Today, at the bakery in Germany:
I purchase three pieces of cake. They cost 5 euros and 13 cents.
I have 12 cents in coins, otherwise only bills.
“That’s not enough,” the bakery lady says with mathematical precision, so I have to hand her a 10-euro bill and she has to hand me a bunch of coins.
That’s how it works, perfectly correct.
A few years ago, in Bolivia:
I am walking through the neighborhood in Cochabamba, discover a small bakery, have two pieces of cake wrapped up for take-away, which costs 14 bolivianos (= 1.70 euros).
Unfortunately, I do not have the right change, but only a 50-boliviano bill. That equals only 6 euros, but is enough to embarrass the bakery lady, because she doesn’t have enough change. It’s a family bakery, tucked away in a residential neighborhood, not too busy.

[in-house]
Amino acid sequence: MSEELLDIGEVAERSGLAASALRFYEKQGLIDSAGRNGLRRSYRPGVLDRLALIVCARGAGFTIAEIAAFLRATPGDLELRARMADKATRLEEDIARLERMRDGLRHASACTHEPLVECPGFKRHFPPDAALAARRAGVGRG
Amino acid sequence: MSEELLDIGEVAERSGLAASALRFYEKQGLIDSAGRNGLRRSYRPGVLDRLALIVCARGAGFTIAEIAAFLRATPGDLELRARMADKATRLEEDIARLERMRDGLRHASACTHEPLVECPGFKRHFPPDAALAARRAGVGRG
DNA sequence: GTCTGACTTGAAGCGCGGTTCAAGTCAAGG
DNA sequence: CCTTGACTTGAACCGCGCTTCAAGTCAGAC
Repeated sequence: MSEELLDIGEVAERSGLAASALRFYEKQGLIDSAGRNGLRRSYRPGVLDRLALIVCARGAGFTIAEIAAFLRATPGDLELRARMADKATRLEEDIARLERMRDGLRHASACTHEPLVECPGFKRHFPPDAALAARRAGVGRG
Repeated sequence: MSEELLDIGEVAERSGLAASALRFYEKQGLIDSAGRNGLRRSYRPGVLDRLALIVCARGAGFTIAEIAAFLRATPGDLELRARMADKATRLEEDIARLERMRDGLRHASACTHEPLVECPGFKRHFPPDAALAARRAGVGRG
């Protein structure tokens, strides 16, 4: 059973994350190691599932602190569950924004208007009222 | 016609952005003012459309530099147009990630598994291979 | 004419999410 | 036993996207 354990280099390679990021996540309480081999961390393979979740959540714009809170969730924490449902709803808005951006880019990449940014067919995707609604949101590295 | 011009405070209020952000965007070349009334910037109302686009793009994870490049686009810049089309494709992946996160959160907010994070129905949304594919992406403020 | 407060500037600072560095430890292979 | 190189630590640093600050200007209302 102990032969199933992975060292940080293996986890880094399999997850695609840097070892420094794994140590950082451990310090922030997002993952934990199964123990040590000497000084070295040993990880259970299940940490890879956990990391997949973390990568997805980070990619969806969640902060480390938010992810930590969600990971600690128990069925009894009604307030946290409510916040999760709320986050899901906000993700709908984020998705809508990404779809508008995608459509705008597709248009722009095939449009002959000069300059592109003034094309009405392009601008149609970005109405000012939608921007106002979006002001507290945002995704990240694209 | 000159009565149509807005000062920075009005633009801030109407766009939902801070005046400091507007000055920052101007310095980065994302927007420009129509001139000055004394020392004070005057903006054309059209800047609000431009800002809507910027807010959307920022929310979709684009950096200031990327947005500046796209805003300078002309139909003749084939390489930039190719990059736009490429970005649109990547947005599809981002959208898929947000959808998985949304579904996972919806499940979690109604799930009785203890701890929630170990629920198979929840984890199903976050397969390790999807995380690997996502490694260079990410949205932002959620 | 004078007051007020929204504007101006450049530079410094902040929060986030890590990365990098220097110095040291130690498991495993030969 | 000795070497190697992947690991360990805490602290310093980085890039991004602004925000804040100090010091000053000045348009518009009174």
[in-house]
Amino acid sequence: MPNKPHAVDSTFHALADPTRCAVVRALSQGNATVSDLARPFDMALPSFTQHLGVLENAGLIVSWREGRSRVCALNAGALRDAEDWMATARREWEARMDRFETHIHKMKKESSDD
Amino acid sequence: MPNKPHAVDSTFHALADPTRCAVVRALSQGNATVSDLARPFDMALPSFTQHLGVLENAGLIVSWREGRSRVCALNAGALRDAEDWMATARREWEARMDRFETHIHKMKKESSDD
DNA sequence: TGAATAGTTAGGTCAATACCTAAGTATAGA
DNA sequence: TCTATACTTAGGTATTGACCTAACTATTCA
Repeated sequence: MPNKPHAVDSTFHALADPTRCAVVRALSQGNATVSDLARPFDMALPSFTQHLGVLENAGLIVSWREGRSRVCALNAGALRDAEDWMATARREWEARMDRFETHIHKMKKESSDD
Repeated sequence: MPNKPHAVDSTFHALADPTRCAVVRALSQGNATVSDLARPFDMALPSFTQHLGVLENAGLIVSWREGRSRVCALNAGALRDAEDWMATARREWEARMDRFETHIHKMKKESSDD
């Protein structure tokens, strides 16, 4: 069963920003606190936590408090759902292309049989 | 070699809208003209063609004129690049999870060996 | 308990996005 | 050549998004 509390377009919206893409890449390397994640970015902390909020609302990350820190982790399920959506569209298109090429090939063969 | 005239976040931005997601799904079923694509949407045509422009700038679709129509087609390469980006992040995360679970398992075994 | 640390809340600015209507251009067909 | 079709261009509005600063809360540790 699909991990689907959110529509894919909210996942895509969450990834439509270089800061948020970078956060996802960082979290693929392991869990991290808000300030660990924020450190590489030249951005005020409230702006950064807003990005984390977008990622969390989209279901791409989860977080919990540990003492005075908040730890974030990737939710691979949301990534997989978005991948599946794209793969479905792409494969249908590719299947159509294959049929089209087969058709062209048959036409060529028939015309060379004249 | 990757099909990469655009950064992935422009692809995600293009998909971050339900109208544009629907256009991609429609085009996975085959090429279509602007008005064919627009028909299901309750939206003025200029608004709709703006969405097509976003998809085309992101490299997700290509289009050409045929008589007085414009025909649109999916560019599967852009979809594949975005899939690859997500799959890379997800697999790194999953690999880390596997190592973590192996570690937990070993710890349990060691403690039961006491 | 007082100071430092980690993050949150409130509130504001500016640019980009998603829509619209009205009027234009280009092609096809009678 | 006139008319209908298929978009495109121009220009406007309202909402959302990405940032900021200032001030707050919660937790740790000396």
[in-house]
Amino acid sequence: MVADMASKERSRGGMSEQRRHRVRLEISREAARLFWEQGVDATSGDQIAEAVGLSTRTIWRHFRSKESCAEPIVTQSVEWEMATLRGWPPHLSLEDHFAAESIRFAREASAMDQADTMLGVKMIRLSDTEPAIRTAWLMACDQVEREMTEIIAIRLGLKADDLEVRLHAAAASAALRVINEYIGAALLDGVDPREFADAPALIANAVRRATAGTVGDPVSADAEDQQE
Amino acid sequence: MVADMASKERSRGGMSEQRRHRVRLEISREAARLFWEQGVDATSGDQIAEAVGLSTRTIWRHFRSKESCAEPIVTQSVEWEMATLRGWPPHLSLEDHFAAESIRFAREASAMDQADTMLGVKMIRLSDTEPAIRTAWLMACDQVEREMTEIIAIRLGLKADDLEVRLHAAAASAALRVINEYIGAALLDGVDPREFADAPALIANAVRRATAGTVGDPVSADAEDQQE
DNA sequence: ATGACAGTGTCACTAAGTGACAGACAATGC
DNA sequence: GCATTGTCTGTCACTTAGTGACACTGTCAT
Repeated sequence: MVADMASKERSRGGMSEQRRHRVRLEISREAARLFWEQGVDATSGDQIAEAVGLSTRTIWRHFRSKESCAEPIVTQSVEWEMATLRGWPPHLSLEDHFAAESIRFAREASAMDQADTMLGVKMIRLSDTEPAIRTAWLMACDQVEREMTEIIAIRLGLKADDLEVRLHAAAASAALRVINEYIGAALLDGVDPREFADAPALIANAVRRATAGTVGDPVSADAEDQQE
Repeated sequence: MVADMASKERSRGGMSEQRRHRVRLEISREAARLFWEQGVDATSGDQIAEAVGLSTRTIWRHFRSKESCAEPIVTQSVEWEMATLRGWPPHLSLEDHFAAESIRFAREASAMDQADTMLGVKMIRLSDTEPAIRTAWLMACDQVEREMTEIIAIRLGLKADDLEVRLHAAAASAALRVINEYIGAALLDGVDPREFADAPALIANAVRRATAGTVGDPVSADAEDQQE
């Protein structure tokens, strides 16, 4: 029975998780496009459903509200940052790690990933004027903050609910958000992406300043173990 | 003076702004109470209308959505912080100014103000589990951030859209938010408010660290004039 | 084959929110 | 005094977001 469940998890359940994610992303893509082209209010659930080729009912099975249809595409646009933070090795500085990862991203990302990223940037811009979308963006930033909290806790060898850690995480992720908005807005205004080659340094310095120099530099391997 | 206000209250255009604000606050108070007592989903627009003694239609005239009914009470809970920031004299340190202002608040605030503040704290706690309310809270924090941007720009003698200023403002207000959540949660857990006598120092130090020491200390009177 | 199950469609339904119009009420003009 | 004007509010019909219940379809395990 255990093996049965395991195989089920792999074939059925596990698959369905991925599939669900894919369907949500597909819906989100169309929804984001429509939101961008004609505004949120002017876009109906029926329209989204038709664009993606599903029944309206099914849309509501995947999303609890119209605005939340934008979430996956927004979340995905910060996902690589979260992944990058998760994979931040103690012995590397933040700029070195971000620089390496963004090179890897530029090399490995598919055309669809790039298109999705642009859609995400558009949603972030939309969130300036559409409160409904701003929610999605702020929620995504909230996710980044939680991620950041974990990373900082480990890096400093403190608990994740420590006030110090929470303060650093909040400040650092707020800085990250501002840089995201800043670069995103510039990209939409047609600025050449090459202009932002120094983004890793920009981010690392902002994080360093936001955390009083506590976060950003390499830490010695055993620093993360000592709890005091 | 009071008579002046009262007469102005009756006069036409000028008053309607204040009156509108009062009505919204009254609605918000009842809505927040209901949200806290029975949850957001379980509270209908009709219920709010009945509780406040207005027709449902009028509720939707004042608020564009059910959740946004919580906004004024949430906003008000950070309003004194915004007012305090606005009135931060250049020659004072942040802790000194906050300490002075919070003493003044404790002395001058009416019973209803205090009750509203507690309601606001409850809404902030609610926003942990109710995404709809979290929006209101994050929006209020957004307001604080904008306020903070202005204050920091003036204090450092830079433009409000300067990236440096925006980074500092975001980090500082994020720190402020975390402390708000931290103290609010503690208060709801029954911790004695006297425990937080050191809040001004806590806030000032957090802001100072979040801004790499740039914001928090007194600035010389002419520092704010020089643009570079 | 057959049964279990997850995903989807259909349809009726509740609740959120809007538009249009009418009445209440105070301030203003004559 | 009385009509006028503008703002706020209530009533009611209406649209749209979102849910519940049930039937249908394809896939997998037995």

“No problem,” I offer, “I’ll quickly go to the supermarket and buy something to drink, so I can get some change.”
“Do you live around here?” asks the bakery lady, who has seen me for the first time and must have noticed that I am not Bolivian.
“Yes, a few blocks away. Lucas Mendoza Street.”
“Then just pay whenever you come by again. Better enjoy the cake now!”
That’s how it works, perfectly human.